The Federal Trade Commission has finally caught up with latest of the psychic scams that transfers the cash of the not-so-worldly wise into the accounts of the would-be other-worldly. If only the gullible and lonely could understand that the only message these make-believe mediums transmit is that a fool and her money are soon parted.
Miss Cleo, it seems, is more sham than shaman.
She's not the first. And unless consumers ignore the persuasive infomercials, the relentless telemarketing, the e-mail barrages and the direct mail demands, she won't be the last.
At their most basic, the psychic phone lines play the bait-and-switch game to the tune of millions and millions of dollars. Bait the consumer with a "free" 1-800 call, and then switch her to a 900 line, or a monthly service fee -- or even to an international number and fight aggressively when she tries to protest the hundreds of dollars that she finds on next month's phone bill.
Gifts of gab: What's worse, the person at the end of the line is unlikely to have any special gifts other than the gift of gab. The goal of the so-called psychics is to run up the bill on each call routed to them by their company's computer system. They don't make much more than 30-40 cents a minute, and if they don't deliver -- on the calls, that is, not the readings -- they're not likely to be assigned any calls at all.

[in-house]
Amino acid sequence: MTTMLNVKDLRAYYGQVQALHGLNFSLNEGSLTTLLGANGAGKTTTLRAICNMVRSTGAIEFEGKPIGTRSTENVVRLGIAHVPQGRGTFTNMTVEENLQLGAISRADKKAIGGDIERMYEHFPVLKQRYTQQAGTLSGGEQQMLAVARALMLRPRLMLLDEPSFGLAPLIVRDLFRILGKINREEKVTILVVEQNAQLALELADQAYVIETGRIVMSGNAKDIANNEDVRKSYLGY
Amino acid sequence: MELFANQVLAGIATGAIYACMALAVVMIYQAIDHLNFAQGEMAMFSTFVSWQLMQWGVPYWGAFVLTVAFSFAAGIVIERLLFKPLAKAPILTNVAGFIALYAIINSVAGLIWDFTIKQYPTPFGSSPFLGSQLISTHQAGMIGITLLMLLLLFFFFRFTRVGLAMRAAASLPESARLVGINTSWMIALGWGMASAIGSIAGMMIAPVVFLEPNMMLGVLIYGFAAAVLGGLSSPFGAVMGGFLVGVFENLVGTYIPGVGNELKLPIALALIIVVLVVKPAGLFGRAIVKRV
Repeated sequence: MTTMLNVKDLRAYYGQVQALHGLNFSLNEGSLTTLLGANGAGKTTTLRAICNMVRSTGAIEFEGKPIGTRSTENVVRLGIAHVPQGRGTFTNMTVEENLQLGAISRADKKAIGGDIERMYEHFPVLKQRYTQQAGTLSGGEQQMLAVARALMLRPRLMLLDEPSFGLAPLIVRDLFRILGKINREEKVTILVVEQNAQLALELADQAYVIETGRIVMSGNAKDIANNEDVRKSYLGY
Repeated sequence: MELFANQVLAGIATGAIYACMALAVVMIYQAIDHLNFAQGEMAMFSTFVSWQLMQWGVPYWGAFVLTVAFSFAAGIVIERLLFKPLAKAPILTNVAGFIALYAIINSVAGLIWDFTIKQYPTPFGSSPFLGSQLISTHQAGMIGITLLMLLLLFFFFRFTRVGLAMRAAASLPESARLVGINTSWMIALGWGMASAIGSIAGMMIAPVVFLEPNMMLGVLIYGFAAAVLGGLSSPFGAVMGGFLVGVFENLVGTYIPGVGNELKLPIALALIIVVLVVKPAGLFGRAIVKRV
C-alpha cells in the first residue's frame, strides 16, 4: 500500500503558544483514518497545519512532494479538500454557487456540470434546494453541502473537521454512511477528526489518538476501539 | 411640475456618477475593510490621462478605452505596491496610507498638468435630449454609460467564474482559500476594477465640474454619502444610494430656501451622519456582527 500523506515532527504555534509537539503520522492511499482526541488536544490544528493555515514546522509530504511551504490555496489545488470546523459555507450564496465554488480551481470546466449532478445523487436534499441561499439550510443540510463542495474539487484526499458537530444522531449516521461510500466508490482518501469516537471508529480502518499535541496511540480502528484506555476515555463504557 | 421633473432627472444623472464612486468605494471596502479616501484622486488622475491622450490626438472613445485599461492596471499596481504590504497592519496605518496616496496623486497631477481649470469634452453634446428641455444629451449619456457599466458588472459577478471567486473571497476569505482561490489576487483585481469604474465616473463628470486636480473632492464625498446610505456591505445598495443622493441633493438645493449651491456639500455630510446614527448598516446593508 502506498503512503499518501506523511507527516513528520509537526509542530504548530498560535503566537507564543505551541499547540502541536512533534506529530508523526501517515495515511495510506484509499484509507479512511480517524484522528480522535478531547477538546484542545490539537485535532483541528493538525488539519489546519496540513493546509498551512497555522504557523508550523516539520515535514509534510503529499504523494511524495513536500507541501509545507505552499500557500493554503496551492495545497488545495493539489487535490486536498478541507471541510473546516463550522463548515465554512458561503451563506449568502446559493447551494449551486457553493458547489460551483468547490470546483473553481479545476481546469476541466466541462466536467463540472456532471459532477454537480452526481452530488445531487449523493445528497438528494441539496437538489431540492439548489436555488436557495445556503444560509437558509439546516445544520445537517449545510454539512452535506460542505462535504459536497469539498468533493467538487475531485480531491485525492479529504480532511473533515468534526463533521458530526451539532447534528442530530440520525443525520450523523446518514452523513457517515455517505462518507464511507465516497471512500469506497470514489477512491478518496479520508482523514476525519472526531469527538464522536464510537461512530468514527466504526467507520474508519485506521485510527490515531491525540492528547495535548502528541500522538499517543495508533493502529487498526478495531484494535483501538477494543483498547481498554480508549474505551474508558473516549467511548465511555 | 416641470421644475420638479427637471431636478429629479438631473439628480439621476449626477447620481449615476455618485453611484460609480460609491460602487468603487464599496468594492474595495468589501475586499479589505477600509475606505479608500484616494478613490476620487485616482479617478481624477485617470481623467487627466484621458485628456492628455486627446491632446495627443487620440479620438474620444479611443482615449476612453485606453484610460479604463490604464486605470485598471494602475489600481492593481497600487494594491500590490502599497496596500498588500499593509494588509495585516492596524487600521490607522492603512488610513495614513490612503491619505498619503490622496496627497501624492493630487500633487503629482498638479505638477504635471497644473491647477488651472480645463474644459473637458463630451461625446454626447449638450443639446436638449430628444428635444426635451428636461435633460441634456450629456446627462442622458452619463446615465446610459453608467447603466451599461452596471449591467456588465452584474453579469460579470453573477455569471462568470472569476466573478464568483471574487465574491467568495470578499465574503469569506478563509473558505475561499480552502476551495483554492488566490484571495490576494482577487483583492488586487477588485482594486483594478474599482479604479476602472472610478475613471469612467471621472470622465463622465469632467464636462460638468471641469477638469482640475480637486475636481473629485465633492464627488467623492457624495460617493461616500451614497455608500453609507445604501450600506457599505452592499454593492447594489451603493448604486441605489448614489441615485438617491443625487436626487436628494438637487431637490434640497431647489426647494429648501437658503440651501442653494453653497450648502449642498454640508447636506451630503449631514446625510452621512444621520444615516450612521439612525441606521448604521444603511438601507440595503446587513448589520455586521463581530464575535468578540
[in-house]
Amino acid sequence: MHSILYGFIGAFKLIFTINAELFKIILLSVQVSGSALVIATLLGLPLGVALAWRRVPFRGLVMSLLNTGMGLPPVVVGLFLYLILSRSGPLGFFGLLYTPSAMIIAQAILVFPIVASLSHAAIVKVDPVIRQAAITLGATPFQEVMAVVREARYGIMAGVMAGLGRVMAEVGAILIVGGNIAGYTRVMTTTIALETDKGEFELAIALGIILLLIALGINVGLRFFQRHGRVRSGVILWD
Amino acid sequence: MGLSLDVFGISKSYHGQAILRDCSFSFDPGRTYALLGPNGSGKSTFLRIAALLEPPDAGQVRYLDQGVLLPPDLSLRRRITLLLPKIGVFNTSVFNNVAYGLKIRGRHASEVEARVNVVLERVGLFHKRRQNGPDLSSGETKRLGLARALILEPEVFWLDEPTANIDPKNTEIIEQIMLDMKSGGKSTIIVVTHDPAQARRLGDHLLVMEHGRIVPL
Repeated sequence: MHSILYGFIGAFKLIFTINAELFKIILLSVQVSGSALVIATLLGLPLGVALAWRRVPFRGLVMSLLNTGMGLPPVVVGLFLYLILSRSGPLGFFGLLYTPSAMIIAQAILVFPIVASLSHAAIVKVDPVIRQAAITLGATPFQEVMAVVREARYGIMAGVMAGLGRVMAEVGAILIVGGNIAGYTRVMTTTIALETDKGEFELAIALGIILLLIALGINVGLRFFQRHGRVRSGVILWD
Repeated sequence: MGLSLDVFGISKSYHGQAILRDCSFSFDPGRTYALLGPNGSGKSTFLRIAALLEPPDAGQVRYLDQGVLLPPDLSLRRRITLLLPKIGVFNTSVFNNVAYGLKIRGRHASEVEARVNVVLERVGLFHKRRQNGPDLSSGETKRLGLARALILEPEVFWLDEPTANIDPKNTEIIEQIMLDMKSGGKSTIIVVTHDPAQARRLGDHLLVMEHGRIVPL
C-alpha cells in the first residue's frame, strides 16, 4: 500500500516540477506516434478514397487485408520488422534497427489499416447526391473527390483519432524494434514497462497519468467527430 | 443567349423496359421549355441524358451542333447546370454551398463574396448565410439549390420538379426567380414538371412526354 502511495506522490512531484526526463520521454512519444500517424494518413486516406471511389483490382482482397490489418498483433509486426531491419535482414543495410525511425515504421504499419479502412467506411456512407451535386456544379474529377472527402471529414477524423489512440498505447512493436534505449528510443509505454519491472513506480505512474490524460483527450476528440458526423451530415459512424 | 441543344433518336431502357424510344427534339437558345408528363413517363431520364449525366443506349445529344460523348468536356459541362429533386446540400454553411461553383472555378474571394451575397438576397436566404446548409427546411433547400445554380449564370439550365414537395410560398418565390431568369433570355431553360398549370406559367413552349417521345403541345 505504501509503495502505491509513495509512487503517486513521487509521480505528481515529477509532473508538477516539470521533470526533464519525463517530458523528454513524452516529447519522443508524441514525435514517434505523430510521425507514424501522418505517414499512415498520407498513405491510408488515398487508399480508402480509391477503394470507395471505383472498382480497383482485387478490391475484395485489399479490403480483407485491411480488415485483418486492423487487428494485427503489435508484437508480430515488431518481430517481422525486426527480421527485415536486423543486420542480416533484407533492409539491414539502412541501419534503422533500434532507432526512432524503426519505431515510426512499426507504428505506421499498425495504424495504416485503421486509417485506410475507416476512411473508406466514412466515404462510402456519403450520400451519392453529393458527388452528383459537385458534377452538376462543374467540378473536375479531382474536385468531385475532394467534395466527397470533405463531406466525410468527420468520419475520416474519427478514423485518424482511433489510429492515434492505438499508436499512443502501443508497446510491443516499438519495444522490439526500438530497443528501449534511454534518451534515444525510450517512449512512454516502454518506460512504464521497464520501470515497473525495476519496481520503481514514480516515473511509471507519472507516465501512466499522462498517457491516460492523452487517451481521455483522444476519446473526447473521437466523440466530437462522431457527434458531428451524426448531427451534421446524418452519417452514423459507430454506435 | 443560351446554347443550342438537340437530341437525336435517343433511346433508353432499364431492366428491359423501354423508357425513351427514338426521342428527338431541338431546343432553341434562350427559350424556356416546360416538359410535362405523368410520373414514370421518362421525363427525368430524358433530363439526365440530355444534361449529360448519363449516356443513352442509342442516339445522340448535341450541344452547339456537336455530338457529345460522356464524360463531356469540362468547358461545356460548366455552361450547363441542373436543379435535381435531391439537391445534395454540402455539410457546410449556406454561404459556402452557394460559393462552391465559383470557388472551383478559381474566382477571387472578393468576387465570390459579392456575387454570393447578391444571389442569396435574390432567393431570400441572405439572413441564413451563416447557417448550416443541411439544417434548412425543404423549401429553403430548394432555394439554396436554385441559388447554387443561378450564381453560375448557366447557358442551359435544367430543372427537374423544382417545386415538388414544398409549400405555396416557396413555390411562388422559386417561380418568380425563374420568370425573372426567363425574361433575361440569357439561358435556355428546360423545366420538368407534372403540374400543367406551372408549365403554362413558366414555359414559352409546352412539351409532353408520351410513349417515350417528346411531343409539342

And the readings? The FTC complaint explains: "When performing 'readings,' ... 'psychic readers' ... use scripts or are provided with written guidelines, the use of which extends the amount of time that a 'reading' will last." In other words, the readings aren't even real.
It's hard to understand why anyone would believe that those with a gift of seeing the future would be spending their time on the phone running up other folks' phone bills. Wouldn't they be making a killing on the stock market, winning the lottery or finding themselves fulfilling careers and love lives?
Before the FTC complaint, the attorneys general of Pennsylvania and Missouri filed suit against Psychic Reader's Network Inc., and Access Resource Services Inc., both of Ft. Lauderdale, Fla., the companies for which Miss Cleo is a front.
One former Pittsburgh resident told the office of Pennsylvania Attorney General Mike Fisher that she was charged for more than $700 worth of Psychic Network calls she never made. The charges were allegedly billed to her old telephone number which was disconnected prior to the date the calls were made. But even if PRN and ARS are closed down -- they deny all the allegations -- the infomercial and Internet make it hard to drive the charlatans out of business.
Consumers must understand that these psychic friends are not friends at all. The small print on their ads explains that their services are "for entertainment only." But for the $75 a 15-minute reading would cost, an individual could go to the movies 10 times, or to a concert or join a museum. Then, at least, that person would know that his or her future would hold some real entertainment.